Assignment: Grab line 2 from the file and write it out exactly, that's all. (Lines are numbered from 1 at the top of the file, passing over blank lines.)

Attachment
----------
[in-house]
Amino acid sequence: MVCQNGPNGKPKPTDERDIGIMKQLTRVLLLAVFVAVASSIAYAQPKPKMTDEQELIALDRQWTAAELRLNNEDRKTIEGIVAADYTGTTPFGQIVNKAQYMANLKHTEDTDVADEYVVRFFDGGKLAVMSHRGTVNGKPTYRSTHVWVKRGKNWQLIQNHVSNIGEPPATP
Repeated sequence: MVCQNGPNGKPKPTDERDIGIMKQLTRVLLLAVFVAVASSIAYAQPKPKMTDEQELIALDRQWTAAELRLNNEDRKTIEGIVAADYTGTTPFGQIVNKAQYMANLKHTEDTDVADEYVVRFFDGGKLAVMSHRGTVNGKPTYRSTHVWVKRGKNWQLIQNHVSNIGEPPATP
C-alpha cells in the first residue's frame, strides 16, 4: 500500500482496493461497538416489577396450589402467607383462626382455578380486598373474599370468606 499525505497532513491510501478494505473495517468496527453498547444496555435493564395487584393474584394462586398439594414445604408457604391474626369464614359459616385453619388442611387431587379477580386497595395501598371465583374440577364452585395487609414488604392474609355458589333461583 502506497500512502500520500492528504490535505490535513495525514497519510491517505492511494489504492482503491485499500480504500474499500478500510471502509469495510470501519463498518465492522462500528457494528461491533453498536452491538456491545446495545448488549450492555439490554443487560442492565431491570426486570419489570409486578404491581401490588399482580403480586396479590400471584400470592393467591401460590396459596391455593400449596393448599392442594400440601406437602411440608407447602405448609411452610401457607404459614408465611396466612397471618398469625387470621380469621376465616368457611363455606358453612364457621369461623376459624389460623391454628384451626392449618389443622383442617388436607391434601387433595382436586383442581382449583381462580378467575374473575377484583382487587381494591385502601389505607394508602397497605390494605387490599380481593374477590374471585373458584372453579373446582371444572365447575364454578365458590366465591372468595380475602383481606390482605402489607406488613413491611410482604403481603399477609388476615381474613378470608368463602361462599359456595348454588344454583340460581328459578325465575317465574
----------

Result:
Amino acid sequence: MVCQNGPNGKPKPTDERDIGIMKQLTRVLLLAVFVAVASSIAYAQPKPKMTDEQELIALDRQWTAAELRLNNEDRKTIEGIVAADYTGTTPFGQIVNKAQYMANLKHTEDTDVADEYVVRFFDGGKLAVMSHRGTVNGKPTYRSTHVWVKRGKNWQLIQNHVSNIGEPPATP